Cross Country runners face tough terrain


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Sophomore Mikayla Andrews and junior Bailey Sharp run their course at the Stover meet.

Jordan Plybon, Staff Writer

    Most sports run as a punishment, but this sport runs for fun. Cross Country runners were not afraid of a challenge this season and will face another challenge at the district race on Oct. 31.

  Cross Country athletes got the experience of running on all different terrains and surfaces.

  “The hardest course is Hermitage because of all the hills,” senior Johnathan Plybon said.

   They also have to run in all different kinds of weather. It could be hot, cold, raining, or be really windy.

    “The hardest weather to run in is cold because your whole body goes numb and it’s harder to get air it feels like,” said senior John Hargrave said. Plybon said that they did experience any of this weather yet this season.

     Cross Country is an individual sport, but they still consider themselves a family.

   “I consider them my family because they are always there to support and cheer you on,” junior Ashlee  Kuykendall said.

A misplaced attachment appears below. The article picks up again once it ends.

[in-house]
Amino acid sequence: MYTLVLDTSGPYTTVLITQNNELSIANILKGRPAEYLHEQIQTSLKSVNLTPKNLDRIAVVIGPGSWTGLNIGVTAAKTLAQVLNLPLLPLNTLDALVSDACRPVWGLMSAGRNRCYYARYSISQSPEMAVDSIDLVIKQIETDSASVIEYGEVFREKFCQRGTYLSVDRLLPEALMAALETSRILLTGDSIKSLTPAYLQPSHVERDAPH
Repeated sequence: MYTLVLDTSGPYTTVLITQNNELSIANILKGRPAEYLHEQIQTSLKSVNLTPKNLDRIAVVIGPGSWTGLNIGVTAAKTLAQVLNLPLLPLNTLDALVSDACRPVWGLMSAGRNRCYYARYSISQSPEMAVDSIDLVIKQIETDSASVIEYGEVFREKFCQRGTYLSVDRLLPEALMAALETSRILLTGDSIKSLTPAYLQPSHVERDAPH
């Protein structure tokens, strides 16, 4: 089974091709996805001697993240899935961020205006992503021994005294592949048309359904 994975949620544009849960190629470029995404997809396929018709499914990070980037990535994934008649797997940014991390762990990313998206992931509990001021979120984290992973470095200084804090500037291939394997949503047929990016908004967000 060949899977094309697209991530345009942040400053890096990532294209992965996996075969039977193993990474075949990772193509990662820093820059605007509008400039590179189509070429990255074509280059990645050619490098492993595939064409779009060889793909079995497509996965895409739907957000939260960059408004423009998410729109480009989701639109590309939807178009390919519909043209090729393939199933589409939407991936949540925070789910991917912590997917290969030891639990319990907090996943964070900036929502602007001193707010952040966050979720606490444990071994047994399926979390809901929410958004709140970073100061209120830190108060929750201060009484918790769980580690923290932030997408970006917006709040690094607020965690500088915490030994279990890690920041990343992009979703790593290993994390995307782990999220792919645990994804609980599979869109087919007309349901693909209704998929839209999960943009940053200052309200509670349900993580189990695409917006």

They make great memories as a team. Hargrave said that his favorite memory of running Cross Country is running with his friends, Plybon and senior Michael Kephart.

  Cross Country is a fun sport for some but it’s not for everyone. It takes a lot of time, dedication, and practice.

  Being in this sport takes a lot of time, practice and dedication.

   “We run hills in the subdivision and do sprint workouts for speed on the track for practice,” Kuykendall said.

  When they practice they have to be prepared to run uphill, downhill, and on grass or curvy trails, on gravel or pavement.  They practice every day after school to prepare for their meets.

     “The hardest thing about thing about this sport is mentally telling yourself you can do it,” Kuykendall said.

The runners’ last meet is on Oct. 31 in Hermitage, where they will compete in the district race.